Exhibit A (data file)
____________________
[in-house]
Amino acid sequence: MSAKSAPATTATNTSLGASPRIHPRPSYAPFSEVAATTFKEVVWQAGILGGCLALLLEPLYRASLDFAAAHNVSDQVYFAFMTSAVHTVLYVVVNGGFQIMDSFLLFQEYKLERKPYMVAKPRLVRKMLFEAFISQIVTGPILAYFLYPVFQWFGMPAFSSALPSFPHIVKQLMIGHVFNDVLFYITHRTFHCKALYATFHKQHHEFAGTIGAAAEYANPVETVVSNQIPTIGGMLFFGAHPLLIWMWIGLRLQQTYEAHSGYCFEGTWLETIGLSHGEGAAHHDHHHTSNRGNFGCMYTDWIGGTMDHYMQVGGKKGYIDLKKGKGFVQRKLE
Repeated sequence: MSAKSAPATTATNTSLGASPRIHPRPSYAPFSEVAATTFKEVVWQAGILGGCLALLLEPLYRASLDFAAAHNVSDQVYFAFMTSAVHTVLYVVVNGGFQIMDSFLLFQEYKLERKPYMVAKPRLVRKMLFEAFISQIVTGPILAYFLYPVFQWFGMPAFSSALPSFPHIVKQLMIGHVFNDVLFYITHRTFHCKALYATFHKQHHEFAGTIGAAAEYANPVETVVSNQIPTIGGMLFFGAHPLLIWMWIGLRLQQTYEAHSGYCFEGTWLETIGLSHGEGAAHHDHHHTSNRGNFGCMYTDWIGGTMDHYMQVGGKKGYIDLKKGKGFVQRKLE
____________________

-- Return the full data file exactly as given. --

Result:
[in-house]
Amino acid sequence: MSAKSAPATTATNTSLGASPRIHPRPSYAPFSEVAATTFKEVVWQAGILGGCLALLLEPLYRASLDFAAAHNVSDQVYFAFMTSAVHTVLYVVVNGGFQIMDSFLLFQEYKLERKPYMVAKPRLVRKMLFEAFISQIVTGPILAYFLYPVFQWFGMPAFSSALPSFPHIVKQLMIGHVFNDVLFYITHRTFHCKALYATFHKQHHEFAGTIGAAAEYANPVETVVSNQIPTIGGMLFFGAHPLLIWMWIGLRLQQTYEAHSGYCFEGTWLETIGLSHGEGAAHHDHHHTSNRGNFGCMYTDWIGGTMDHYMQVGGKKGYIDLKKGKGFVQRKLE
Repeated sequence: MSAKSAPATTATNTSLGASPRIHPRPSYAPFSEVAATTFKEVVWQAGILGGCLALLLEPLYRASLDFAAAHNVSDQVYFAFMTSAVHTVLYVVVNGGFQIMDSFLLFQEYKLERKPYMVAKPRLVRKMLFEAFISQIVTGPILAYFLYPVFQWFGMPAFSSALPSFPHIVKQLMIGHVFNDVLFYITHRTFHCKALYATFHKQHHEFAGTIGAAAEYANPVETVVSNQIPTIGGMLFFGAHPLLIWMWIGLRLQQTYEAHSGYCFEGTWLETIGLSHGEGAAHHDHHHTSNRGNFGCMYTDWIGGTMDHYMQVGGKKGYIDLKKGKGFVQRKLE